My MSI Pro Z690-A did when I factory reset it. Gave me three options, ar cooler stock, aid cooler custom, and water cooler. So that no board does is certainly not true.
 
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geofelt

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Yes this is for a build and I am asking since I bought the F version as I have no intention to OC, and I was wondering if the Dark Rock 4 which I already ordered will be enough to keep the CPU under normal temps while gaming
MOBO Gigabyte B660M AORUS PRO DDR4
You are good.

The F suffix indicates the lack of integrated graphics.
The K suffix does indicate the ability to overclock, but not on a B660 based motherboard.
The K suffix version will have a slightly higher turbo capability than the 12700.
All in all, these are comparable processors.
These chips are binned and the better ones are used in K processors.
Overclocking today is no longer a way to get something for nothing.
It is usually better to let the default turbo mechanism take place.
Turbo will increase the performance of a few cores when conditions permit.
One of the conditions is a reasonable cpu temperature so it is good to have a good cooler.
The dr4 is a good cooler.

Do not worry too much about cpu heat.
The cpu monitors it's own temperature and if it detects a dangerous temperature, it will slow down a bit or shut off.
That is at about 100c.
 
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The 12700F is but a 65W TDP CPU...., short of using a mainboard encouraging overriding all default power/boost duration limits, one would not expect to almost match a 12700K's clock speeds for any more than 30-90 seconds or so... Do not expect it to be 'almost like having a 12700K' unless on a Z690 mainboard and with judicious use of assorted TDP/duration limit overrides...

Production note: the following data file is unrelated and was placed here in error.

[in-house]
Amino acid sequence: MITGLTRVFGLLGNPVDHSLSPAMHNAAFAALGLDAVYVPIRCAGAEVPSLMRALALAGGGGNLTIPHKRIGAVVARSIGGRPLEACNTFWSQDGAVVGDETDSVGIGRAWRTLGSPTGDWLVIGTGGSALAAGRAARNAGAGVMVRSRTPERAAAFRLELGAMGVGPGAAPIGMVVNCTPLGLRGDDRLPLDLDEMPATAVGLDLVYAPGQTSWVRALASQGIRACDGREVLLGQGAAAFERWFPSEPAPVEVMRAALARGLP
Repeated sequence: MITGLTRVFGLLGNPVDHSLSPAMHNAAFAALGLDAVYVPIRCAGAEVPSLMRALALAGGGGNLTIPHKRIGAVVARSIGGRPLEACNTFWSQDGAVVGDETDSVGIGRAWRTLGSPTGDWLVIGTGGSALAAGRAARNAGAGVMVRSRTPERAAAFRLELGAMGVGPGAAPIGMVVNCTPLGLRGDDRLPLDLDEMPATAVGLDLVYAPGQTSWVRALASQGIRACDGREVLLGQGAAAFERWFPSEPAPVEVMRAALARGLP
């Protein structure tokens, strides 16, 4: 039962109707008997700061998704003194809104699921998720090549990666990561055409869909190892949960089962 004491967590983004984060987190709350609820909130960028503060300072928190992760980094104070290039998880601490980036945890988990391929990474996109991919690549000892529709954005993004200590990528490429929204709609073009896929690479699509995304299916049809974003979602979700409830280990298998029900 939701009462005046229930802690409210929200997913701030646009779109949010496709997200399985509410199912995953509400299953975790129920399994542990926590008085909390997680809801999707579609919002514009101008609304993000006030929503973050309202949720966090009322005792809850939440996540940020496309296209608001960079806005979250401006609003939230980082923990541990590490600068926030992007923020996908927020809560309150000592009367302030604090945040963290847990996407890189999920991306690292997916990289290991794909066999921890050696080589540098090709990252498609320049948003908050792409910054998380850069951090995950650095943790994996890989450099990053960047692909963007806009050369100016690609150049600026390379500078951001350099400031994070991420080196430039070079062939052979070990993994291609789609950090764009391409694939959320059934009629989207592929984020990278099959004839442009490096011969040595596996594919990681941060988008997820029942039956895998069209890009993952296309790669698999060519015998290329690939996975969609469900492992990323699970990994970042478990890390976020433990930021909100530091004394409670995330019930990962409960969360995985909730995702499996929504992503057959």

https://ark.intel.com/content/www/us/en/ark/products/134592/intel-core-i712700f-processor-25m-cache-up-to-4-90-ghz.html

Certainly, if no overrides of TDP and boost duration are done, the 12700/12700F (assuming an equal cooling solution, vice the semi-acceptable factory cooler) with it's 65 W TDP will run cooler than the 12700K with it's 125W TDP (190 W in Turbo)....(even with assorted overrides, it should run a few degrees cooler by virtue of it's lower base/boost/turbo speeds...)
 
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(even with assorted overrides, it should run a few degrees cooler by virtue of it's lower base/boost/turbo speeds...)
In general higher tiered CPUs have better binning so using the same amount of power they can reach higher clocks/performance but also the other way around, if they do the same work they will use less power/lower clocks and be cooler.

last two entries in this chart, the 12900ks gets clearly better performance than the 12900k with both locked to 125W, it's not a huge difference but still a clear one.
https://www.hardwareluxx.de/index.php/artikel/hardware/prozessoren/58452-intel-holt-wieder-die-brechstange-raus-der-core-i9-12900ks-im-test-update.html?start=14